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Education is increasingly becoming technology driven. The Osage Community School District is ahead of the curve in its focus on this other form of literacy.
Computer science is one aspect of Osage’s efforts. Recently, its determination was honored, when Lincoln Elementary School received a CS100 School award for its commitment to providing exceptional computer science education to its students.
Lincoln was one of only two schools in Iowa to receive the national recognition.
To be eligible for the CS100 School award, Lincoln had to meet minimum requirements of teaching 10 hours a year of computer science. According to Osage media specialist and technology instructional coach Kelley Molitor, the school at every grade level spends over two hours a week coding – writing computer programs.
“We qualified very easily for it,” Molitor said, adding she was very confident in Osage’s application. “We do a lot of coding throughout the day. It’s not a standalone here. It’s infused throughout the grade levels. Coding happens during literacy, math, science and social studies.”
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As John Pearce, executive director of the awarding body CSisElementary believes, computer science is a literacy.
Molitor is more emphatic, stating that what is taught in Osage affects all of Mitchell County, as students eventually join the workforce and bring their skills to bear. Even agriculture is now driven by computer science. Computer science helps feed the world. The medical field is immersed in it, and what the students learn today could save lives tomorrow.
Anyone who uses a cell phone is part of the movement.
One of the instructors conveying this knowledge and these skills is Lincoln Elementary School teacher Lori Randall. It is no longer science fiction when robots assist the students in their classrooms.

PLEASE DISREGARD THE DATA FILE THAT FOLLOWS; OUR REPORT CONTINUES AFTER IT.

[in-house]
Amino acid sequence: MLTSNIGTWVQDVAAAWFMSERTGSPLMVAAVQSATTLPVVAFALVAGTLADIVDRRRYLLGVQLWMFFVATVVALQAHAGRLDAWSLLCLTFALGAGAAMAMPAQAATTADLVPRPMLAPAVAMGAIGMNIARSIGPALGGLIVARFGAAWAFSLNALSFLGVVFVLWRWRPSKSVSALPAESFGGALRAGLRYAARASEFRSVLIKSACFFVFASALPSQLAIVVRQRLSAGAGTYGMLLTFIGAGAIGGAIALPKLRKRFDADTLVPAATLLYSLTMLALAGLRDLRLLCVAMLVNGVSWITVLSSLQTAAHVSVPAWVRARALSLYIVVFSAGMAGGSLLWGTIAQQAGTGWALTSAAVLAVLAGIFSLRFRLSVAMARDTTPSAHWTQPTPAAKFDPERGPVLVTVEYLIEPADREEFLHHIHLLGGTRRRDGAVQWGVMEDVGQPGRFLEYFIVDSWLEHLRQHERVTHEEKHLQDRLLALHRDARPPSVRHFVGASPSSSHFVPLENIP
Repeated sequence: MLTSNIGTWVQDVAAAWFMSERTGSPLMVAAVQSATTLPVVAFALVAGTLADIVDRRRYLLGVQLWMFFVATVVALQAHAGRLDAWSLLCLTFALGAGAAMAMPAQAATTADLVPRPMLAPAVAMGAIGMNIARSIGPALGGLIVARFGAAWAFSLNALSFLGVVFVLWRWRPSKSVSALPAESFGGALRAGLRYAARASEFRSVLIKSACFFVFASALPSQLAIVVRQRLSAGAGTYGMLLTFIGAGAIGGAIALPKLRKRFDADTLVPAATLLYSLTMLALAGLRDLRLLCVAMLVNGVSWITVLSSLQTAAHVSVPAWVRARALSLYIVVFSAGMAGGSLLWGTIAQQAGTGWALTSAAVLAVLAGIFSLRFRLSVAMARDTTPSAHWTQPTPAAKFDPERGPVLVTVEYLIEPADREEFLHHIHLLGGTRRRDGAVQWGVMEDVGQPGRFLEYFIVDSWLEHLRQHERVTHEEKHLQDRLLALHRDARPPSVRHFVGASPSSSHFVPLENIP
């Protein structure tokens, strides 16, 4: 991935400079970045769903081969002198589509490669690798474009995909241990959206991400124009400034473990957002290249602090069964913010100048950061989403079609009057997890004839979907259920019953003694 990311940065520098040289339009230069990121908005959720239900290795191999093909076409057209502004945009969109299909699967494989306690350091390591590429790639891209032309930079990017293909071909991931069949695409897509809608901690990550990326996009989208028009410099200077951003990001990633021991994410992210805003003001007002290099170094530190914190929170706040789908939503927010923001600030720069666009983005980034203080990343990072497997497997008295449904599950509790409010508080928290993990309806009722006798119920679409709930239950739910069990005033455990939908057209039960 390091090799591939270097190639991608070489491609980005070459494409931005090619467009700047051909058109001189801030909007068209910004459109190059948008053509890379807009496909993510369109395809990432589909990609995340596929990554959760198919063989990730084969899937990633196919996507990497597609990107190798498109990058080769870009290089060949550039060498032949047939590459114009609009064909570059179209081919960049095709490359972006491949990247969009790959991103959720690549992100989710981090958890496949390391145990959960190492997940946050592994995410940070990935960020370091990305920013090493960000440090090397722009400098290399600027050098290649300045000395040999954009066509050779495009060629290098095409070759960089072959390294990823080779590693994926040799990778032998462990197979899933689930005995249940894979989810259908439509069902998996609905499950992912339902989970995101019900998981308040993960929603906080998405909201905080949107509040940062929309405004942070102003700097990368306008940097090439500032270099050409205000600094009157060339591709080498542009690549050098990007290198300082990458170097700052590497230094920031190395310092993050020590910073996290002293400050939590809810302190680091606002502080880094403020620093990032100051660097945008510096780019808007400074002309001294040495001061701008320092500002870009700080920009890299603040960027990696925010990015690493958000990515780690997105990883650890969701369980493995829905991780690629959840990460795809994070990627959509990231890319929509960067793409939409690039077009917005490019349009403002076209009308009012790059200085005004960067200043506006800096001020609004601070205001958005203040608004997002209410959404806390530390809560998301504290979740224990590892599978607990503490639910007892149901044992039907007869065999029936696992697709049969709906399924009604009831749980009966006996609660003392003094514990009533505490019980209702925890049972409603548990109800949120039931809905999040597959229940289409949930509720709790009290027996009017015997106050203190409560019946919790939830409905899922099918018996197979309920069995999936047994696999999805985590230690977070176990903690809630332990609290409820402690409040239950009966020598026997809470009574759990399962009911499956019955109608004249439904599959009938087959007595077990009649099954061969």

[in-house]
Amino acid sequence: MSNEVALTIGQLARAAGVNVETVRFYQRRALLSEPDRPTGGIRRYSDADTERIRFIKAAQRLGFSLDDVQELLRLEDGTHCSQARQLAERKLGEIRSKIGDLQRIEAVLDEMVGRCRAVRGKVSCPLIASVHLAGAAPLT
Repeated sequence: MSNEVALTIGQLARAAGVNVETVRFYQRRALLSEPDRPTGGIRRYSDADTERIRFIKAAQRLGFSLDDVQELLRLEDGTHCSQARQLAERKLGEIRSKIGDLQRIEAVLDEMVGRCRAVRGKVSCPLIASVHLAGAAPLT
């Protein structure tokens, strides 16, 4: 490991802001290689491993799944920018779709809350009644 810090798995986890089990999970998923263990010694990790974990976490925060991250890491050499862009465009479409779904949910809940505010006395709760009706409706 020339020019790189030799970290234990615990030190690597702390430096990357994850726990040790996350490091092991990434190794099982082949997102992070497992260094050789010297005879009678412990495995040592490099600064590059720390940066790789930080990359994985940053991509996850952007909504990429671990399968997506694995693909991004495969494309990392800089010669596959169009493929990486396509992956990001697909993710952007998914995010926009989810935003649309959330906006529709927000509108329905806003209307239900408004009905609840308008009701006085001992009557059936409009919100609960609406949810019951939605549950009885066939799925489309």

“Each grade level has a different device that they master,” Randall said. “It’s sequential from kindergarten through grade four in our building.”
By the time these students reach middle school, they are experts. Randall believes Lincoln’s CS100 School award was well deserved. She sees her students coding and guiding robots through obstacle courses every day.
“We were really proud to have won that, because everyone is part of this journey,” Randall said. “It’s not just certain teachers. All of us are working together. We go above and beyond in this area. You’re starting young with the problem solving, the computational thinking, the creativity, the communication and the collaboration. And then we keep building on it every year.”
“These kids have had computers and technology in their hands since they were born,” Molitor said.
Another aspect of Osage’s emphasis on technology was the STEAM Festival held last month. Exhibits filled the gyms and classrooms of the middle school and high school. STEAM is an acronym for science, technology, engineering, arts and mathematics.
Most of the elementary teachers were involved in the event. For an evening, their students became instructors.
Just inside the front door, a state-of-the-art robot dog performed tricks for kids.
Molitor helped organize the event, which was sprawling. People came from other school districts. There were drones, star labs and almost every technology conceivable. Participants could peer into microscopes and hammer nails. It was a combination of technology brought into the school from outside sources, as well as a showcase of the students’ and the schools’ own technological efforts.
“We have a lot of support in the community as well as around the area,” Molitor said, as Iowa State University and the U.S. Army were represented, along with local businesses, the police department and the hospital.
Still, the star of the show might have been the robot dog, which is an over-simplified way to describe the device. It walks on four legs with the sophistication of an animal.
Molitor envisions how that technology could translate to cyber security in a school. The robot animal could not only teach programming, but cameras could be installed and it could patrol the halls as a guard dog. The applications are endless. It is the sort of creature that ends up on Mars.
While a robot as a hall monitor is a few years out, Molitor would like one day for the school to be able to afford this sophisticated device.
The handler of the robot dog visited administration at Osage last summer. The robot uses what is called C++ programing, which is a high-level language.
“Our high school graduates who are in college now have told us we need to keep getting other languages in the high school,” Molitor said of programming. “So our students can learn more before they get to college. The cool thing about this robot dog is that it could be coded in C++.”